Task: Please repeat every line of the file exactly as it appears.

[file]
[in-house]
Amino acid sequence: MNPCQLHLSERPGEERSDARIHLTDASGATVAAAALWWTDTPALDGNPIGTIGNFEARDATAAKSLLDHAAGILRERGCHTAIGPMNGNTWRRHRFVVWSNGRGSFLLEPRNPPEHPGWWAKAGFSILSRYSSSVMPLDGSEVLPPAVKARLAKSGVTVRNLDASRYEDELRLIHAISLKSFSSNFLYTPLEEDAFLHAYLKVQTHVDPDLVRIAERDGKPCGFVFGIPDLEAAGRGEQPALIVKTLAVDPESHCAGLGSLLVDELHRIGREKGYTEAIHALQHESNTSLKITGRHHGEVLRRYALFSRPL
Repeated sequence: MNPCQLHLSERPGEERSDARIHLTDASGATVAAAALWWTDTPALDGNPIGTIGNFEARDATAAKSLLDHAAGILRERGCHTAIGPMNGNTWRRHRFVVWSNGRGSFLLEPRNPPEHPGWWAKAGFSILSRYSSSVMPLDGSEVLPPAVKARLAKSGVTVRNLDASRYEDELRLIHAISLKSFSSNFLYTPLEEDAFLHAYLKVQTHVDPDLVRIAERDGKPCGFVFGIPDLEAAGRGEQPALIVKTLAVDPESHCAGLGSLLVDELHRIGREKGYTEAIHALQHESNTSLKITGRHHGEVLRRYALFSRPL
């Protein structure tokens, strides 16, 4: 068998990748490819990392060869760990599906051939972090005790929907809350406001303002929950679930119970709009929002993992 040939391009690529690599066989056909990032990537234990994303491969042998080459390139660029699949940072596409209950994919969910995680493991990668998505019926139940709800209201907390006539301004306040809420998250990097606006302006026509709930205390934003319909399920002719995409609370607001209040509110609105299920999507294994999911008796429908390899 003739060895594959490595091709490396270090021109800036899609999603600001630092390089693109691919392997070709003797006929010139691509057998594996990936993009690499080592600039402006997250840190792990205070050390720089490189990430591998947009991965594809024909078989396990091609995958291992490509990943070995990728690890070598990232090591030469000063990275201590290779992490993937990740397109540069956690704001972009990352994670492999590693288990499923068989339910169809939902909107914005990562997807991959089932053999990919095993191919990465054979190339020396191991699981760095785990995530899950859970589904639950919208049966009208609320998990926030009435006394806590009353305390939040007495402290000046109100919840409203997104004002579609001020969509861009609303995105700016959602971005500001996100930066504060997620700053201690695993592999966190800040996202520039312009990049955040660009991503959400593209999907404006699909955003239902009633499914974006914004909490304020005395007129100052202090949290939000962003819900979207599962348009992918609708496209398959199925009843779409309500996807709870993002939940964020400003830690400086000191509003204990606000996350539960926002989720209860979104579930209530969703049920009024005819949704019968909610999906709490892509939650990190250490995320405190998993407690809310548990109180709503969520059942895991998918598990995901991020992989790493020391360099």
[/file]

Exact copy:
[in-house]
Amino acid sequence: MNPCQLHLSERPGEERSDARIHLTDASGATVAAAALWWTDTPALDGNPIGTIGNFEARDATAAKSLLDHAAGILRERGCHTAIGPMNGNTWRRHRFVVWSNGRGSFLLEPRNPPEHPGWWAKAGFSILSRYSSSVMPLDGSEVLPPAVKARLAKSGVTVRNLDASRYEDELRLIHAISLKSFSSNFLYTPLEEDAFLHAYLKVQTHVDPDLVRIAERDGKPCGFVFGIPDLEAAGRGEQPALIVKTLAVDPESHCAGLGSLLVDELHRIGREKGYTEAIHALQHESNTSLKITGRHHGEVLRRYALFSRPL
Repeated sequence: MNPCQLHLSERPGEERSDARIHLTDASGATVAAAALWWTDTPALDGNPIGTIGNFEARDATAAKSLLDHAAGILRERGCHTAIGPMNGNTWRRHRFVVWSNGRGSFLLEPRNPPEHPGWWAKAGFSILSRYSSSVMPLDGSEVLPPAVKARLAKSGVTVRNLDASRYEDELRLIHAISLKSFSSNFLYTPLEEDAFLHAYLKVQTHVDPDLVRIAERDGKPCGFVFGIPDLEAAGRGEQPALIVKTLAVDPESHCAGLGSLLVDELHRIGREKGYTEAIHALQHESNTSLKITGRHHGEVLRRYALFSRPL
């Protein structure tokens, strides 16, 4: 068998990748490819990392060869760990599906051939972090005790929907809350406001303002929950679930119970709009929002993992 040939391009690529690599066989056909990032990537234990994303491969042998080459390139660029699949940072596409209950994919969910995680493991990668998505019926139940709800209201907390006539301004306040809420998250990097606006302006026509709930205390934003319909399920002719995409609370607001209040509110609105299920999507294994999911008796429908390899 003739060895594959490595091709490396270090021109800036899609999603600001630092390089693109691919392997070709003797006929010139691509057998594996990936993009690499080592600039402006997250840190792990205070050390720089490189990430591998947009991965594809024909078989396990091609995958291992490509990943070995990728690890070598990232090591030469000063990275201590290779992490993937990740397109540069956690704001972009990352994670492999590693288990499923068989339910169809939902909107914005990562997807991959089932053999990919095993191919990465054979190339020396191991699981760095785990995530899950859970589904639950919208049966009208609320998990926030009435006394806590009353305390939040007495402290000046109100919840409203997104004002579609001020969509861009609303995105700016959602971005500001996100930066504060997620700053201690695993592999966190800040996202520039312009990049955040660009991503959400593209999907404006699909955003239902009633499914974006914004909490304020005395007129100052202090949290939000962003819900979207599962348009992918609708496209398959199925009843779409309500996807709870993002939940964020400003830690400086000191509003204990606000996350539960926002989720209860979104579930209530969703049920009024005819949704019968909610999906709490892509939650990190250490995320405190998993407690809310548990109180709503969520059942895991998918598990995901991020992989790493020391360099």